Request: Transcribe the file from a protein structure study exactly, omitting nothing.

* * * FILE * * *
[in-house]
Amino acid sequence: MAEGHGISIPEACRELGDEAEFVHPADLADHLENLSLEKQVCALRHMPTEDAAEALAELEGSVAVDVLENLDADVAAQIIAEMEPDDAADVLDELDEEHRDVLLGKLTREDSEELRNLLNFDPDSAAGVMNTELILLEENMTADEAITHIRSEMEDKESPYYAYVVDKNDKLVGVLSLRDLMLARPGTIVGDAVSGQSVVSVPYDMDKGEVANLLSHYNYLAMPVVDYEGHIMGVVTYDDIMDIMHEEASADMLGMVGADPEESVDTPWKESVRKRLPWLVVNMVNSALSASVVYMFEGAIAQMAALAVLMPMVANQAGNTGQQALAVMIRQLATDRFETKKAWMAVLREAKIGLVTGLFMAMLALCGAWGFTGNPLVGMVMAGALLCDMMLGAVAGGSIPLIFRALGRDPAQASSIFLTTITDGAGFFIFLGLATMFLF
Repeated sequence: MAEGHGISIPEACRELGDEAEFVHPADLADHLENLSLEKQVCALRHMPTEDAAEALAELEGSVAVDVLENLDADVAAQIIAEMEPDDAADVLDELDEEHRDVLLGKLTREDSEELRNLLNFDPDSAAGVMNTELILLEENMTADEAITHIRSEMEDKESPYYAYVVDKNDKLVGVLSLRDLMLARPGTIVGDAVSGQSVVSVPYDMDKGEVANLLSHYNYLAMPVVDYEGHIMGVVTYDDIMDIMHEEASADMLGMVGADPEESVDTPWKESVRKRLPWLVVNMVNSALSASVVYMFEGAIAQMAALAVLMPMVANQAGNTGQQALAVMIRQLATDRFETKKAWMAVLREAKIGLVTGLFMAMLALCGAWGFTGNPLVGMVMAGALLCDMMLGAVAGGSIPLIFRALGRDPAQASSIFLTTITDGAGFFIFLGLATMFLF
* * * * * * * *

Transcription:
[in-house]
Amino acid sequence: MAEGHGISIPEACRELGDEAEFVHPADLADHLENLSLEKQVCALRHMPTEDAAEALAELEGSVAVDVLENLDADVAAQIIAEMEPDDAADVLDELDEEHRDVLLGKLTREDSEELRNLLNFDPDSAAGVMNTELILLEENMTADEAITHIRSEMEDKESPYYAYVVDKNDKLVGVLSLRDLMLARPGTIVGDAVSGQSVVSVPYDMDKGEVANLLSHYNYLAMPVVDYEGHIMGVVTYDDIMDIMHEEASADMLGMVGADPEESVDTPWKESVRKRLPWLVVNMVNSALSASVVYMFEGAIAQMAALAVLMPMVANQAGNTGQQALAVMIRQLATDRFETKKAWMAVLREAKIGLVTGLFMAMLALCGAWGFTGNPLVGMVMAGALLCDMMLGAVAGGSIPLIFRALGRDPAQASSIFLTTITDGAGFFIFLGLATMFLF
Repeated sequence: MAEGHGISIPEACRELGDEAEFVHPADLADHLENLSLEKQVCALRHMPTEDAAEALAELEGSVAVDVLENLDADVAAQIIAEMEPDDAADVLDELDEEHRDVLLGKLTREDSEELRNLLNFDPDSAAGVMNTELILLEENMTADEAITHIRSEMEDKESPYYAYVVDKNDKLVGVLSLRDLMLARPGTIVGDAVSGQSVVSVPYDMDKGEVANLLSHYNYLAMPVVDYEGHIMGVVTYDDIMDIMHEEASADMLGMVGADPEESVDTPWKESVRKRLPWLVVNMVNSALSASVVYMFEGAIAQMAALAVLMPMVANQAGNTGQQALAVMIRQLATDRFETKKAWMAVLREAKIGLVTGLFMAMLALCGAWGFTGNPLVGMVMAGALLCDMMLGAVAGGSIPLIFRALGRDPAQASSIFLTTITDGAGFFIFLGLATMFLF